The Week In Google Products

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Google Calendar opened an API for developers; Scholar received a new feature; and the AdWords team reminded everyone, again, there will be some downtime this weekend.

Yes, it’s time for that old journalistic standby where we take three little stories, combine them into one longer story, and make you the reader think we’re both resourceful, brilliant, and insightful.

Since WebmasterWorld’s PubCon Boston ended this week, the talk of the online community, at least the part that finds the search industry more interesting than 24, has been Google and its amazing financial results.

But we’ve covered those numbers already. Google’s a money magnet and the big dog in search advertising. Been there, done that, got the commemorative t-shirt and ate the commemorative burger. We’re full.

Google has offered a few other noteworthy items this week. In opening an API for Calendar, Google permits client applications to view and update calendar events in the form of GData feeds.

“GData is a new protocol based on Atom 1.0 and RSS 2.0,” according to Google. “GData provides a general model for feeds, queries, and results. You can use it to send queries and updates to any service that has a GData interface.”

That extends where users can receive information beyond the browser. The Calendar would be one place to pick up such content.

Google Scholar added a new feature for researchers. A Google Blog post from Dejan Perkovic has more about that change:

It’s not just a plain sort by date, but rather we try to rank recent papers the way researchers do, by looking at the prominence of the author’s and journal’s previous papers, how many citations it already has, when it was written, and so on. Look for the new link on the upper right for “Recent articles” — or switch to “All articles” for the full list.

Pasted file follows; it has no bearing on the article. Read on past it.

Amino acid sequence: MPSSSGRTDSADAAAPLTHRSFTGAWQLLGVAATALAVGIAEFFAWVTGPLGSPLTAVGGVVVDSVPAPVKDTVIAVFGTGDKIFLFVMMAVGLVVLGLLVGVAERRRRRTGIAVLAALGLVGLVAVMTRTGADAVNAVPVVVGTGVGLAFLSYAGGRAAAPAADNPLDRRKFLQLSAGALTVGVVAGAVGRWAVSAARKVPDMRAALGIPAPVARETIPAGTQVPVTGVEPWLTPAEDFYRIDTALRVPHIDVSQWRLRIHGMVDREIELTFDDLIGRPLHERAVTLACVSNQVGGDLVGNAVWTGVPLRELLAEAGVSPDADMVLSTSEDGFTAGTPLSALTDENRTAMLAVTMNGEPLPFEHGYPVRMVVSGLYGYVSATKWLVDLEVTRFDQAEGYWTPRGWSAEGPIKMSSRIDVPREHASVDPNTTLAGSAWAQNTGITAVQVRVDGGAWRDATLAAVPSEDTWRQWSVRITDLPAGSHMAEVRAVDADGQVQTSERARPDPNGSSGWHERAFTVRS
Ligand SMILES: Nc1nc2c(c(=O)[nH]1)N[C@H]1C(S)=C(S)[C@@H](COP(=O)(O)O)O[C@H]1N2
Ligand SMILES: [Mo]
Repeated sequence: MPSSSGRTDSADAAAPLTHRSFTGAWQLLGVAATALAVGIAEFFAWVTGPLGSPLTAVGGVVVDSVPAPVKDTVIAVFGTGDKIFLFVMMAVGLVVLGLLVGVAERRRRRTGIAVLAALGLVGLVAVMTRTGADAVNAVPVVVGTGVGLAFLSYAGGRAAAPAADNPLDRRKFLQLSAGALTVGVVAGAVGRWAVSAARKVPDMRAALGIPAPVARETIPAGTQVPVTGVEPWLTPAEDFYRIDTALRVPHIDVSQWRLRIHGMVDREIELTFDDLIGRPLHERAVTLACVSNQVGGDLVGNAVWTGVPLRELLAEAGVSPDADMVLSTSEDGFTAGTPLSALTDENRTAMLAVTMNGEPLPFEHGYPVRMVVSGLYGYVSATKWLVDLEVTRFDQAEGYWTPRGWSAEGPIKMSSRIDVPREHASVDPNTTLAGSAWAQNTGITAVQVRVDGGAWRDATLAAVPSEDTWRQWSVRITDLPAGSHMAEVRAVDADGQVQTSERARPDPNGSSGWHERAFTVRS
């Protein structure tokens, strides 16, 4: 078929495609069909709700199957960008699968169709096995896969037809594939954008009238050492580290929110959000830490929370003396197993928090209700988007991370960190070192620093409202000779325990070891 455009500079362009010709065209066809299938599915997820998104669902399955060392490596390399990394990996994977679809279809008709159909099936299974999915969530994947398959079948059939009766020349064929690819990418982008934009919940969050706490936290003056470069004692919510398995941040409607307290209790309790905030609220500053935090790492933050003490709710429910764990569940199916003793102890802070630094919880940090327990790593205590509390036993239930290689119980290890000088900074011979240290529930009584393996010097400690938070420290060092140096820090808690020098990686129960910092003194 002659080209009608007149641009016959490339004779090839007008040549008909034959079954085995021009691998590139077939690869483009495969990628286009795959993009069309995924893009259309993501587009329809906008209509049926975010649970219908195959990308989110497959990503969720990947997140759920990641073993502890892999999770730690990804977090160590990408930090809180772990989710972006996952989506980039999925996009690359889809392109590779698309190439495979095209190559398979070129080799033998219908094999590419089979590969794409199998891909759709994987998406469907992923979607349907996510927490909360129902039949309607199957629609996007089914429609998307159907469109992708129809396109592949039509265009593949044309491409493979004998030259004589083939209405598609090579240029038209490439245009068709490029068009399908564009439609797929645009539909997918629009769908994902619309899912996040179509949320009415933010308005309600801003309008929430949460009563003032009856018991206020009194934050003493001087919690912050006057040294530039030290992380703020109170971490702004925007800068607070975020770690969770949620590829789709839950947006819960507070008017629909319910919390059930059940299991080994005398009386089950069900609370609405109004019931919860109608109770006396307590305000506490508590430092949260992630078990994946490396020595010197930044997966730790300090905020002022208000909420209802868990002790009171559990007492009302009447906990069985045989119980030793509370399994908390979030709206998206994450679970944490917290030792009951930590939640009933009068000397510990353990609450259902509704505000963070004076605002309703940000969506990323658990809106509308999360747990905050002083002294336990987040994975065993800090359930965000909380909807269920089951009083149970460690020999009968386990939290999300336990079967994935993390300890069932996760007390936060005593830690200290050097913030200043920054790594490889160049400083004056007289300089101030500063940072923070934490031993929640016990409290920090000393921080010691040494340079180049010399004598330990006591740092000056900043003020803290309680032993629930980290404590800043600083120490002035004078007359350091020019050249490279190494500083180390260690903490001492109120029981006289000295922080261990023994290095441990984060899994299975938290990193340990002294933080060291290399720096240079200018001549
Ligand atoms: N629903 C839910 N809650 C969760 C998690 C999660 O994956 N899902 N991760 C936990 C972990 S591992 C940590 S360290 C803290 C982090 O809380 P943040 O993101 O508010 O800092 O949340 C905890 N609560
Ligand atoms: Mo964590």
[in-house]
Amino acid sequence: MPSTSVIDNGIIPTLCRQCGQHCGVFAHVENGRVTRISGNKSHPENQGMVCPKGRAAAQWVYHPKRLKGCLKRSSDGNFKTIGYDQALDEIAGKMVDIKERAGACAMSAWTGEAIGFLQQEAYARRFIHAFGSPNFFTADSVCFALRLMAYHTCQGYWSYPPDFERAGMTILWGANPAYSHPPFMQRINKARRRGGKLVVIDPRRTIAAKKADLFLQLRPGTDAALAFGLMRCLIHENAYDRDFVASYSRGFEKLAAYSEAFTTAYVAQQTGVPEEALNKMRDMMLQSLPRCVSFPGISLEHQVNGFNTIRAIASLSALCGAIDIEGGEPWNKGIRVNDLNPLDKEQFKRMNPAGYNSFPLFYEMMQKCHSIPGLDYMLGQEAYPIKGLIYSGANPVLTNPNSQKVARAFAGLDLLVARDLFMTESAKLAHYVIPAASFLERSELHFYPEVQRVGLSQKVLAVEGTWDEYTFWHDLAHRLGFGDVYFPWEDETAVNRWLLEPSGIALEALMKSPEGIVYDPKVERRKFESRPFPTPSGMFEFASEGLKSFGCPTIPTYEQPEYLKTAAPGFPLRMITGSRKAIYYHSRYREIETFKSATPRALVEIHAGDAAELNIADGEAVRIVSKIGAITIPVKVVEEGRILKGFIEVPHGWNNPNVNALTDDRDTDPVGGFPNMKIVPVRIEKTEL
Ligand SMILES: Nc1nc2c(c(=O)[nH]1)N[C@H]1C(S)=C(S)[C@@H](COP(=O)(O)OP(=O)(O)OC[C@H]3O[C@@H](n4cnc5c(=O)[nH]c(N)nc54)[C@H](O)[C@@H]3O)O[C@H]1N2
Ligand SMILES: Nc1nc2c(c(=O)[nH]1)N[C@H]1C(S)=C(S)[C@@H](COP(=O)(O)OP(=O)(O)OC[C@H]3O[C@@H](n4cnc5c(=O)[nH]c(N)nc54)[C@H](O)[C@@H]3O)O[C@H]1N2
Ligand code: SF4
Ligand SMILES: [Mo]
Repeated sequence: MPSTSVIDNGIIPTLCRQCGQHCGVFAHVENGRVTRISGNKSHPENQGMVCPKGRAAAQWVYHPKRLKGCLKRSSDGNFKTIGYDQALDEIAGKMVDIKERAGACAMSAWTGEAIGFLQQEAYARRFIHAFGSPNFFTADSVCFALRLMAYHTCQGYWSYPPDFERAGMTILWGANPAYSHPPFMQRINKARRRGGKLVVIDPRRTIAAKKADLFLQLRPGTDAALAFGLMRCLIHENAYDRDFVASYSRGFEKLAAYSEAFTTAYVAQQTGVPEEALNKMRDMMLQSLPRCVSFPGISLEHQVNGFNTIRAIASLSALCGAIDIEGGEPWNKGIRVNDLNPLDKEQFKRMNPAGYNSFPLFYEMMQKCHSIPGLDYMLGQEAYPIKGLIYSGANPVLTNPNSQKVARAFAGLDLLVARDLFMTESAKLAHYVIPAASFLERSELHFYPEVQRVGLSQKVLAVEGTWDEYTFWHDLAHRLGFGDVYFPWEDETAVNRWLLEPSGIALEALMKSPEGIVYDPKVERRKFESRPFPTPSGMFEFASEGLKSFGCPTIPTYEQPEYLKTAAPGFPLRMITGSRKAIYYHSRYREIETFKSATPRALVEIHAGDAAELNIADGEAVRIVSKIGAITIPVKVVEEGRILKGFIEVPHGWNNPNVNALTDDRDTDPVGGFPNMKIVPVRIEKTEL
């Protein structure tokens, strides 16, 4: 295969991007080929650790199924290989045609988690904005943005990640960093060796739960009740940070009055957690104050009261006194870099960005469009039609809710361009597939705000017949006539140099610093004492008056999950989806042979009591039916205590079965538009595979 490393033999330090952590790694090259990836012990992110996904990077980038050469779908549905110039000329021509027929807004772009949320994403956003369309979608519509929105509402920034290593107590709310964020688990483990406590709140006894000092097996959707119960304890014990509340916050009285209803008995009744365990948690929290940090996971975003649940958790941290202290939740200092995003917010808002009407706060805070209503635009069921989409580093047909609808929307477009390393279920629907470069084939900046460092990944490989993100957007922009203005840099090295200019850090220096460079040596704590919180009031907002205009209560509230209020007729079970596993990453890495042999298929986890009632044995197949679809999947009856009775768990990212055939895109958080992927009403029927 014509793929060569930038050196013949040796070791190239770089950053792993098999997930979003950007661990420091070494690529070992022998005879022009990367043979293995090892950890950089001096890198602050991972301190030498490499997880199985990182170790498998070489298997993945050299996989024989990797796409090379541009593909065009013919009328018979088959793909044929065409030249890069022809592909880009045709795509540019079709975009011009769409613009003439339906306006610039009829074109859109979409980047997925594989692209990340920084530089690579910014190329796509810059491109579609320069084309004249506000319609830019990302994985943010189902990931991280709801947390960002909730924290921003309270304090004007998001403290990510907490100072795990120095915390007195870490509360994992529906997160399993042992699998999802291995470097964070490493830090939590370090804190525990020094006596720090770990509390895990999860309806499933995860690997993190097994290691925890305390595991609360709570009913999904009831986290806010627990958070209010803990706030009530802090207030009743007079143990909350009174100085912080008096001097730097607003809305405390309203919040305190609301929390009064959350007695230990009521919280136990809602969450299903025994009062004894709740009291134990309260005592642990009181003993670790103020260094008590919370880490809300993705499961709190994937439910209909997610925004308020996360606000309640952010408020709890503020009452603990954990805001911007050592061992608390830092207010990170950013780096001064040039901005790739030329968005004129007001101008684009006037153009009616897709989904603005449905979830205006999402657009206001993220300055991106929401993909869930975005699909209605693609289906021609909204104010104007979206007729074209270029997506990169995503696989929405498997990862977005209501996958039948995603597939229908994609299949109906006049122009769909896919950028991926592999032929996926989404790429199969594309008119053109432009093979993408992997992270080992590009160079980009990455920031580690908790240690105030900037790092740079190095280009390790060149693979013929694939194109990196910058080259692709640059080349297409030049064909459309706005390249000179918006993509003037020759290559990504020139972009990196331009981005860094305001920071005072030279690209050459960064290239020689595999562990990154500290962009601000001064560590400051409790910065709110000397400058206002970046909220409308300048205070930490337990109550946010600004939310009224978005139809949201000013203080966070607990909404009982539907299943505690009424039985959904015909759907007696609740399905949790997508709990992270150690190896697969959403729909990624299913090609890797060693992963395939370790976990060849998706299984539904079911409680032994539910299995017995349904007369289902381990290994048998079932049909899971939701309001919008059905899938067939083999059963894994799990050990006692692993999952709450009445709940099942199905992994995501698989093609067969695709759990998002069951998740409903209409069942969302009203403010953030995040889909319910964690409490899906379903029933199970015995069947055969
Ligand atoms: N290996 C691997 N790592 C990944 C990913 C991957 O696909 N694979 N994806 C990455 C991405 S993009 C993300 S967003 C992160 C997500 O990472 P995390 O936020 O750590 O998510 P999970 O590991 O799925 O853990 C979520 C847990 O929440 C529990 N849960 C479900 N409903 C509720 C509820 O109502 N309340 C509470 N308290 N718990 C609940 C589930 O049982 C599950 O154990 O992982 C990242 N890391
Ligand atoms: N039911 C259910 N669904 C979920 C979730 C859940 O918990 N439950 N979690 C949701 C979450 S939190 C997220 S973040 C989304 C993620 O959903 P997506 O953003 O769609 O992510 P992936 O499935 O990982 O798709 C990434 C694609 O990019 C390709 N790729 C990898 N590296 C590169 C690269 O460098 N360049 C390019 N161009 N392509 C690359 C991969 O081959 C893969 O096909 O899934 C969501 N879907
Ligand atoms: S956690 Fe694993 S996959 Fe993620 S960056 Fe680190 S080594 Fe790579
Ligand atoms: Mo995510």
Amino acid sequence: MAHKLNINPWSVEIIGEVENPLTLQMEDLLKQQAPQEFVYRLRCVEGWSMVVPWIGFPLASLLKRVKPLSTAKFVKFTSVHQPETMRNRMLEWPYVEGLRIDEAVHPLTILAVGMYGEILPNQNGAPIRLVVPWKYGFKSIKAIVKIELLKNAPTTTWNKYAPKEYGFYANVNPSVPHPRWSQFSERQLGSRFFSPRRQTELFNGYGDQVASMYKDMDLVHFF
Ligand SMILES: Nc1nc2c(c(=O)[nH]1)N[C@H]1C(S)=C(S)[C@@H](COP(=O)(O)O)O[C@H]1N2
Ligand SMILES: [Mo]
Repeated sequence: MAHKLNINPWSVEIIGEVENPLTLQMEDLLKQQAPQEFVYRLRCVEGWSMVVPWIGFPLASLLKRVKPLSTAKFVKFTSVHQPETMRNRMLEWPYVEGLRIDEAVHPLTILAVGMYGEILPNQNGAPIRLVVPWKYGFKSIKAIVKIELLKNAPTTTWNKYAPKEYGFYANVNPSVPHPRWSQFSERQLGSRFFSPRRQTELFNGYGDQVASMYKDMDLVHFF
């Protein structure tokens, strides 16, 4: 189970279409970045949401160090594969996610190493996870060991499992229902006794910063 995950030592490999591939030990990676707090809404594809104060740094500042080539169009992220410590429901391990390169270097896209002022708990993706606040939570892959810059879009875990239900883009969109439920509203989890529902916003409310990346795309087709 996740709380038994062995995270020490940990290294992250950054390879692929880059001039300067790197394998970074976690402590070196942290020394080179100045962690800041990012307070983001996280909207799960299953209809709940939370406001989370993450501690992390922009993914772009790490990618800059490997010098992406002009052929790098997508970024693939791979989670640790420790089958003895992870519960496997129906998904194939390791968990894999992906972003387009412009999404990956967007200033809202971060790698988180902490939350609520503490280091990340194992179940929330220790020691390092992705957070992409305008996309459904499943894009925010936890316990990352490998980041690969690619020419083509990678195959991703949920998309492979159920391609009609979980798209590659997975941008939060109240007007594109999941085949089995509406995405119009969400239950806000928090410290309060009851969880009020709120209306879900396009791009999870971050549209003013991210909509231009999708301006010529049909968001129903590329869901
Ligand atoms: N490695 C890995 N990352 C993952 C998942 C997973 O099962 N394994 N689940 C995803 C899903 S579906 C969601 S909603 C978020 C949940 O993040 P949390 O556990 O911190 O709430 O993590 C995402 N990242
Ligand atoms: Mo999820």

Indeed, Scholar does provide some interesting resources in our sample search for “dihydrogen monoxide,” a substance that can be lethal to humans in small quantities and has been blamed for millions of tragedies going back even beyond Biblical times.

And again, the AdWords blog team reminds everyone that they will celebrate Earth Day with a symbolic system outage while they perform some necessary maintenance for a four-hour period, 10am to 2pm PDT.

So please don’t email support during that window and say, “I can’t log in to my account.” That would be evil.


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David Utter is a staff writer for WebProNews covering technology and business.

The Week In Google Products
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